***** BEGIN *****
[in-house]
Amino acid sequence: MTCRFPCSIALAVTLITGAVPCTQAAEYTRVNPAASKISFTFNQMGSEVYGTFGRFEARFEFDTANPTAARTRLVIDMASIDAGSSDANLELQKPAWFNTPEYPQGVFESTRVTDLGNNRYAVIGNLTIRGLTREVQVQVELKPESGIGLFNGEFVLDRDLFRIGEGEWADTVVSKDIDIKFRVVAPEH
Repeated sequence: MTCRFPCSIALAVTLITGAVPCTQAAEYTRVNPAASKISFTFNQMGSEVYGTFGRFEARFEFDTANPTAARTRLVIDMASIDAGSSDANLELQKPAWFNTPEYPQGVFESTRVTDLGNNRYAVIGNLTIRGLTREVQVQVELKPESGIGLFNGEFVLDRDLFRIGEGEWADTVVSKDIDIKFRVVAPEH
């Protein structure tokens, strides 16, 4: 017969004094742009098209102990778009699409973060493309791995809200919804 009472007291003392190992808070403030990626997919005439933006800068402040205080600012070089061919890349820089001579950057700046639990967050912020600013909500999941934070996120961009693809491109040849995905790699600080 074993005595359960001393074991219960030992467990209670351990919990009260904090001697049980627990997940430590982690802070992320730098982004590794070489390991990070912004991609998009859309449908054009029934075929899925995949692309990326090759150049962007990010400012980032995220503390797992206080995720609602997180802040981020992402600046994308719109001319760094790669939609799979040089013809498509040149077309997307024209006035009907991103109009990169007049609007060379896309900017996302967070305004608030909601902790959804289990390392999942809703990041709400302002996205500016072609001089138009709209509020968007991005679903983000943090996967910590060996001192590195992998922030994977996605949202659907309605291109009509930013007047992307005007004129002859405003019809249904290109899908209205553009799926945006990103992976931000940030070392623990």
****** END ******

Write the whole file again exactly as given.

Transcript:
[in-house]
Amino acid sequence: MTCRFPCSIALAVTLITGAVPCTQAAEYTRVNPAASKISFTFNQMGSEVYGTFGRFEARFEFDTANPTAARTRLVIDMASIDAGSSDANLELQKPAWFNTPEYPQGVFESTRVTDLGNNRYAVIGNLTIRGLTREVQVQVELKPESGIGLFNGEFVLDRDLFRIGEGEWADTVVSKDIDIKFRVVAPEH
Repeated sequence: MTCRFPCSIALAVTLITGAVPCTQAAEYTRVNPAASKISFTFNQMGSEVYGTFGRFEARFEFDTANPTAARTRLVIDMASIDAGSSDANLELQKPAWFNTPEYPQGVFESTRVTDLGNNRYAVIGNLTIRGLTREVQVQVELKPESGIGLFNGEFVLDRDLFRIGEGEWADTVVSKDIDIKFRVVAPEH
């Protein structure tokens, strides 16, 4: 017969004094742009098209102990778009699409973060493309791995809200919804 009472007291003392190992808070403030990626997919005439933006800068402040205080600012070089061919890349820089001579950057700046639990967050912020600013909500999941934070996120961009693809491109040849995905790699600080 074993005595359960001393074991219960030992467990209670351990919990009260904090001697049980627990997940430590982690802070992320730098982004590794070489390991990070912004991609998009859309449908054009029934075929899925995949692309990326090759150049962007990010400012980032995220503390797992206080995720609602997180802040981020992402600046994308719109001319760094790669939609799979040089013809498509040149077309997307024209006035009907991103109009990169007049609007060379896309900017996302967070305004608030909601902790959804289990390392999942809703990041709400302002996205500016072609001089138009709209509020968007991005679903983000943090996967910590060996001192590195992998922030994977996605949202659907309605291109009509930013007047992307005007004129002859405003019809249904290109899908209205553009799926945006990103992976931000940030070392623990």